A healthy skin barrier is pertinent for a patient’s success in managing his or her skin condition, whether it is a form of eczema or tinea pedis. A moisturizer that has the ingredients necessary to repair the skin barrier makes all the difference in not only the patient’s quality of life but in the long-term success of reducing the chronicity of the acute flares that made the patient present to the office originally. The stratum corneum is not an inert layer of the epidermis that just desquamates. It is a dynamic layer that not only protects the body but maintains hydration at a constant pace. In your practice, it is essential to add moisturizers to your patient’s treatment regimen in addition to the topical pharmaceutical agent for the underlying inflammatory condition or superficial fungal infection. 

Dr. Vlahovic is a Clinical Professor in the Department of Podiatric Medicine at the Temple University School of Podiatric Medicine in Philadelphia. 

Features
42
45
By Tracey C. Vlahovic, DPM, FFPM RCPS (Glasg)
References

1. Lee T, Friedman A. Skin barrier health: regulation and repair of the stratum corneum and the role of over-the-counter skin care. J Drugs Dermatol. 2016;15(9):1047-1051. 

2. Lee HJ, Lee SH. Epidermal permeability barrier defects and barrier repair therapy in atopic dermatitis. Allergy Asthma Immunol Res. 2014;6(4):276–287.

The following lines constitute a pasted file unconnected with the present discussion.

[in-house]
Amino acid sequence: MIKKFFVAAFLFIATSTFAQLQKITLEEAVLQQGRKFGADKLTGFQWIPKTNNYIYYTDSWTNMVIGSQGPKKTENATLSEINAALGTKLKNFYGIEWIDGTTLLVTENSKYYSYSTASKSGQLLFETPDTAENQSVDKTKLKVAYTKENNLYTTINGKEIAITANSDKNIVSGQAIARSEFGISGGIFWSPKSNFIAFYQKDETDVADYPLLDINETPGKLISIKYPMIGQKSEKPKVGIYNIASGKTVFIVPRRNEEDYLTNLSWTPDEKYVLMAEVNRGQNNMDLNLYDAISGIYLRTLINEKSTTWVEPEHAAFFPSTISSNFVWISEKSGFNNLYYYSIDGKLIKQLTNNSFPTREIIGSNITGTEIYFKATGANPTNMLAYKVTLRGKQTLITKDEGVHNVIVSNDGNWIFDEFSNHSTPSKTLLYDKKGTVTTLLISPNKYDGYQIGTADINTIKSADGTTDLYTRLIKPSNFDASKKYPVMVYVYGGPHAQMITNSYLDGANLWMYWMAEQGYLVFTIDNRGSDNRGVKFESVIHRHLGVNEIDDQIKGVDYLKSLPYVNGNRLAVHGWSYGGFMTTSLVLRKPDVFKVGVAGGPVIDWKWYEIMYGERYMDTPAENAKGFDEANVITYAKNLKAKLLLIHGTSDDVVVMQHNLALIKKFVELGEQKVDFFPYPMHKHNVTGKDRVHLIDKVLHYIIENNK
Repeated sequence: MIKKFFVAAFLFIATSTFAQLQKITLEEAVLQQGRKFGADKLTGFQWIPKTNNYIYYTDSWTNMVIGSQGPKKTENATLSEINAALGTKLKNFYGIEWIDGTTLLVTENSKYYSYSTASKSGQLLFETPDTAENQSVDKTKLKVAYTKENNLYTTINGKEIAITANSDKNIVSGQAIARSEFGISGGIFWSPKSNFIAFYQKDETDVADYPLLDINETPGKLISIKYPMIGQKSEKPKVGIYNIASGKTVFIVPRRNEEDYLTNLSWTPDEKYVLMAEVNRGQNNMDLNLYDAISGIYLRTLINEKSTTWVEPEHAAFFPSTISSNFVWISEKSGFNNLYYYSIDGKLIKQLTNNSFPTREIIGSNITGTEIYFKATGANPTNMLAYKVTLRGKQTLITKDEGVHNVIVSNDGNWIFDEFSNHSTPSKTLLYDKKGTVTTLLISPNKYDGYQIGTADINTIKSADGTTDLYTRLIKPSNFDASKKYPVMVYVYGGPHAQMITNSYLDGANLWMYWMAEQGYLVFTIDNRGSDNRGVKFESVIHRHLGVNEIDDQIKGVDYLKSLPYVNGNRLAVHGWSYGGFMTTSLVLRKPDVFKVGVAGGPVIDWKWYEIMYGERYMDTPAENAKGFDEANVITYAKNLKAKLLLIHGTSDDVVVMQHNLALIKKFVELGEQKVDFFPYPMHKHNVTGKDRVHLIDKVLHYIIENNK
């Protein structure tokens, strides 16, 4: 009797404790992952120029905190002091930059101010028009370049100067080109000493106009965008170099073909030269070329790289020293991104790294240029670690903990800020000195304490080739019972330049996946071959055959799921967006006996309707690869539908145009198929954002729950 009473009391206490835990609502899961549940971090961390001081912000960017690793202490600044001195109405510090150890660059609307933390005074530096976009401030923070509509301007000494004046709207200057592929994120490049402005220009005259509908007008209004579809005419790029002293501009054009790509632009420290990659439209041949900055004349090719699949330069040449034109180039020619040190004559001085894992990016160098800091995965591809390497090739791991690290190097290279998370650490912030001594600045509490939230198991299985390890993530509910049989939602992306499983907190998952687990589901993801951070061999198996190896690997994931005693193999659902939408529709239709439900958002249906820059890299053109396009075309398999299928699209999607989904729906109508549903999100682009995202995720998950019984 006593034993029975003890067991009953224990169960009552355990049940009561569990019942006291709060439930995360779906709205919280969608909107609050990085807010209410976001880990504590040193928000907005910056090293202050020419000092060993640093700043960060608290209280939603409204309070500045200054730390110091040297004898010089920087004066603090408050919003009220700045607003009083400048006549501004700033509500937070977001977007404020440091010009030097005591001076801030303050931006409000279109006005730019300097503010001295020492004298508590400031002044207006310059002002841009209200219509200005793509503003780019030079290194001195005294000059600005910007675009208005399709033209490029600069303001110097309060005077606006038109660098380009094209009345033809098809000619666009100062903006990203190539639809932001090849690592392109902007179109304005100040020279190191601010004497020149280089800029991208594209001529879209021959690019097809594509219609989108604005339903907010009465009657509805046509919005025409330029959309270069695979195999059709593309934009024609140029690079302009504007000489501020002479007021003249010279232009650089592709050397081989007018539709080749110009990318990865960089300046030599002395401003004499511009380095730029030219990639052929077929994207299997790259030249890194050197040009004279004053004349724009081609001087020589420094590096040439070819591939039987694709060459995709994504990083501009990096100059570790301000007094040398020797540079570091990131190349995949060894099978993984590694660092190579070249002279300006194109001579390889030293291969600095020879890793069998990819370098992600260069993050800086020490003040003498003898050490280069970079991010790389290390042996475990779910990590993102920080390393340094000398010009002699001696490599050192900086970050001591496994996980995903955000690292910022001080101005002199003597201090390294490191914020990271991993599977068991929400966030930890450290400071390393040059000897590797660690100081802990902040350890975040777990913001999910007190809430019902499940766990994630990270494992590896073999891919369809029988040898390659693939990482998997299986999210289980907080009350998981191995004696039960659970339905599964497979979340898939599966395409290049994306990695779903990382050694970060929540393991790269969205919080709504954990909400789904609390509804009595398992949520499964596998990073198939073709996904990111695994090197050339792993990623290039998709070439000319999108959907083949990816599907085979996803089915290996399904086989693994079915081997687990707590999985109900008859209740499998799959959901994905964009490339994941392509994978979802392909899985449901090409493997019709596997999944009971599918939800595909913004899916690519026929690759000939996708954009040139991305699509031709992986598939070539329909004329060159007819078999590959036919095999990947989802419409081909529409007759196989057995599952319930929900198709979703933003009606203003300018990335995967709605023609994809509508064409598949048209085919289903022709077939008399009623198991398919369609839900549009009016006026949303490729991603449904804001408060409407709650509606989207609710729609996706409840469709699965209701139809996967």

3. Martinez-Rossi NM, Persinoti GF, Peres NTA, Rossi A. Role of pH in the pathogenesis of dermatophytosis. Mycoses. 2012;55(5):381-387. 

4. Schwartz J, Friedman A. Exogenous factors in skin barrier repair. J Drugs Dermatol. Nov 2016;15(11):1289. 

5. Stettler H, Kurka P, Wagner C, et al. A new topical panthenol-containing emollient: skin-moisturizing effect following single and prolonged usage in healthy adults, and tolerability in healthy infants, J Dermatol Treat. 2017;28(3):251-257. 

6. Kalaaji A, Wallo W. A randomized controlled clinical study to evaluate the effectiveness of an active moisturizing lotion with colloidal oatmeal skin protectant versus its vehicle for the relief of xerosis. J Drugs Dermatol. 2014;13(10):1265. 

7. Draelos ZD. Active agents in common skin care products. Plast Reconstr Surg. 2010;125(2):719-724. 

Resource Center
Back to Top